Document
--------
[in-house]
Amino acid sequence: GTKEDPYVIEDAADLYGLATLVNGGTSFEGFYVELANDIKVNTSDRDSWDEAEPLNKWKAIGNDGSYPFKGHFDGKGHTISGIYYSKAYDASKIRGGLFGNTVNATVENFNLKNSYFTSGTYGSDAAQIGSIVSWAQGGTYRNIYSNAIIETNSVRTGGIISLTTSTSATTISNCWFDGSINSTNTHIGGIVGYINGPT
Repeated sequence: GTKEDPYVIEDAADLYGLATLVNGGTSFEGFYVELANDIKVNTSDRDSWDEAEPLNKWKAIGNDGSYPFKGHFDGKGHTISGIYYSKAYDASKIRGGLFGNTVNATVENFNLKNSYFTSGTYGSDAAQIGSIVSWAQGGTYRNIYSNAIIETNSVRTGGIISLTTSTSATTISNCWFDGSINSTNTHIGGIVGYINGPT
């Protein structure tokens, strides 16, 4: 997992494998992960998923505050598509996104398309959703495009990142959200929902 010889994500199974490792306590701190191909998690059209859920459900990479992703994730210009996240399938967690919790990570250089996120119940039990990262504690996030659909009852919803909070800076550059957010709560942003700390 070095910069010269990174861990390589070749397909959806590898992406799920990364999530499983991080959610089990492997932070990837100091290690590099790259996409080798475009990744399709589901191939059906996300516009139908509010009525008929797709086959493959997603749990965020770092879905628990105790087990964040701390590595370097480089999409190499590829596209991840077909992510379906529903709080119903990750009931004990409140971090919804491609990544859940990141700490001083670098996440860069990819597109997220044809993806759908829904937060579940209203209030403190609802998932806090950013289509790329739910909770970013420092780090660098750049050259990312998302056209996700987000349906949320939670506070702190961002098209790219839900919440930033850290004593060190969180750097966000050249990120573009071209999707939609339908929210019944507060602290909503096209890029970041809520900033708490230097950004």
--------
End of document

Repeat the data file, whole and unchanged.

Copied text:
[in-house]
Amino acid sequence: GTKEDPYVIEDAADLYGLATLVNGGTSFEGFYVELANDIKVNTSDRDSWDEAEPLNKWKAIGNDGSYPFKGHFDGKGHTISGIYYSKAYDASKIRGGLFGNTVNATVENFNLKNSYFTSGTYGSDAAQIGSIVSWAQGGTYRNIYSNAIIETNSVRTGGIISLTTSTSATTISNCWFDGSINSTNTHIGGIVGYINGPT
Repeated sequence: GTKEDPYVIEDAADLYGLATLVNGGTSFEGFYVELANDIKVNTSDRDSWDEAEPLNKWKAIGNDGSYPFKGHFDGKGHTISGIYYSKAYDASKIRGGLFGNTVNATVENFNLKNSYFTSGTYGSDAAQIGSIVSWAQGGTYRNIYSNAIIETNSVRTGGIISLTTSTSATTISNCWFDGSINSTNTHIGGIVGYINGPT
């Protein structure tokens, strides 16, 4: 997992494998992960998923505050598509996104398309959703495009990142959200929902 010889994500199974490792306590701190191909998690059209859920459900990479992703994730210009996240399938967690919790990570250089996120119940039990990262504690996030659909009852919803909070800076550059957010709560942003700390 070095910069010269990174861990390589070749397909959806590898992406799920990364999530499983991080959610089990492997932070990837100091290690590099790259996409080798475009990744399709589901191939059906996300516009139908509010009525008929797709086959493959997603749990965020770092879905628990105790087990964040701390590595370097480089999409190499590829596209991840077909992510379906529903709080119903990750009931004990409140971090919804491609990544859940990141700490001083670098996440860069990819597109997220044809993806759908829904937060579940209203209030403190609802998932806090950013289509790329739910909770970013420092780090660098750049050259990312998302056209996700987000349906949320939670506070702190961002098209790219839900919440930033850290004593060190969180750097966000050249990120573009071209999707939609339908929210019944507060602290909503096209890029970041809520900033708490230097950004």